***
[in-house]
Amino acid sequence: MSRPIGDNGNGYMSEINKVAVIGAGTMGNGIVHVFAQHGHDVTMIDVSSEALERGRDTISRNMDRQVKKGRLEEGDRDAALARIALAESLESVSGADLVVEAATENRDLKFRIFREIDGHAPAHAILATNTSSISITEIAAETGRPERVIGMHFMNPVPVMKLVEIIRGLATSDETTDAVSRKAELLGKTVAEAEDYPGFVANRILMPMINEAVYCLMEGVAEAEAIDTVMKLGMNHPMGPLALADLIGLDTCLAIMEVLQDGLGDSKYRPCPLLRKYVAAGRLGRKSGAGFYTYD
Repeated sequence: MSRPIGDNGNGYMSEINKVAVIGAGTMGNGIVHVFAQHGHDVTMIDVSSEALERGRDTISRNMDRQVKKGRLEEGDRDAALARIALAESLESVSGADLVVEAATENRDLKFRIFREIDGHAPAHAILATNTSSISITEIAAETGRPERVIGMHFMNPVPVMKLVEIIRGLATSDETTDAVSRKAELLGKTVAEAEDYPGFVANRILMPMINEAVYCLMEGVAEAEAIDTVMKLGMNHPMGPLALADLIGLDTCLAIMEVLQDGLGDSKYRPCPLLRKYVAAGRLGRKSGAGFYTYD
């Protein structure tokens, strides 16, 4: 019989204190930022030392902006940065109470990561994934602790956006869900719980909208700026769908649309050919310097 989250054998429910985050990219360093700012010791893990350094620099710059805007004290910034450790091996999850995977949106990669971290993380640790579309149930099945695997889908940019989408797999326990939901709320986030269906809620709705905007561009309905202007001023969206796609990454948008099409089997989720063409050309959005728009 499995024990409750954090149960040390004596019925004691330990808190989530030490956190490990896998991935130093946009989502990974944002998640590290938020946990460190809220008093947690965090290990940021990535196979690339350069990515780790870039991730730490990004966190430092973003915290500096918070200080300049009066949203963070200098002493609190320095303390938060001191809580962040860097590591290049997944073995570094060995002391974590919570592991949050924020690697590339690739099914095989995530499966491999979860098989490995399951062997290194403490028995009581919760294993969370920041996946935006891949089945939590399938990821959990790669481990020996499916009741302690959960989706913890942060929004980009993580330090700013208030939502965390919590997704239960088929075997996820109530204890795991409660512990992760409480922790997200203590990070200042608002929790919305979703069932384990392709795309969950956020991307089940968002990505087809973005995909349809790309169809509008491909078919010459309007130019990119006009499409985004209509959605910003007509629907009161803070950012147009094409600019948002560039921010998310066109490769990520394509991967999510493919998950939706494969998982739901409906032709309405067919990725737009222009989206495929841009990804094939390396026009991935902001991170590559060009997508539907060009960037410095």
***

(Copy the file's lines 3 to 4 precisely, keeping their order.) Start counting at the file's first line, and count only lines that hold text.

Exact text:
Repeated sequence: MSRPIGDNGNGYMSEINKVAVIGAGTMGNGIVHVFAQHGHDVTMIDVSSEALERGRDTISRNMDRQVKKGRLEEGDRDAALARIALAESLESVSGADLVVEAATENRDLKFRIFREIDGHAPAHAILATNTSSISITEIAAETGRPERVIGMHFMNPVPVMKLVEIIRGLATSDETTDAVSRKAELLGKTVAEAEDYPGFVANRILMPMINEAVYCLMEGVAEAEAIDTVMKLGMNHPMGPLALADLIGLDTCLAIMEVLQDGLGDSKYRPCPLLRKYVAAGRLGRKSGAGFYTYD
């Protein structure tokens, strides 16, 4: 019989204190930022030392902006940065109470990561994934602790956006869900719980909208700026769908649309050919310097 989250054998429910985050990219360093700012010791893990350094620099710059805007004290910034450790091996999850995977949106990669971290993380640790579309149930099945695997889908940019989408797999326990939901709320986030269906809620709705905007561009309905202007001023969206796609990454948008099409089997989720063409050309959005728009 499995024990409750954090149960040390004596019925004691330990808190989530030490956190490990896998991935130093946009989502990974944002998640590290938020946990460190809220008093947690965090290990940021990535196979690339350069990515780790870039991730730490990004966190430092973003915290500096918070200080300049009066949203963070200098002493609190320095303390938060001191809580962040860097590591290049997944073995570094060995002391974590919570592991949050924020690697590339690739099914095989995530499966491999979860098989490995399951062997290194403490028995009581919760294993969370920041996946935006891949089945939590399938990821959990790669481990020996499916009741302690959960989706913890942060929004980009993580330090700013208030939502965390919590997704239960088929075997996820109530204890795991409660512990992760409480922790997200203590990070200042608002929790919305979703069932384990392709795309969950956020991307089940968002990505087809973005995909349809790309169809509008491909078919010459309007130019990119006009499409985004209509959605910003007509629907009161803070950012147009094409600019948002560039921010998310066109490769990520394509991967999510493919998950939706494969998982739901409906032709309405067919990725737009222009989206495929841009990804094939390396026009991935902001991170590559060009997508539907060009960037410095």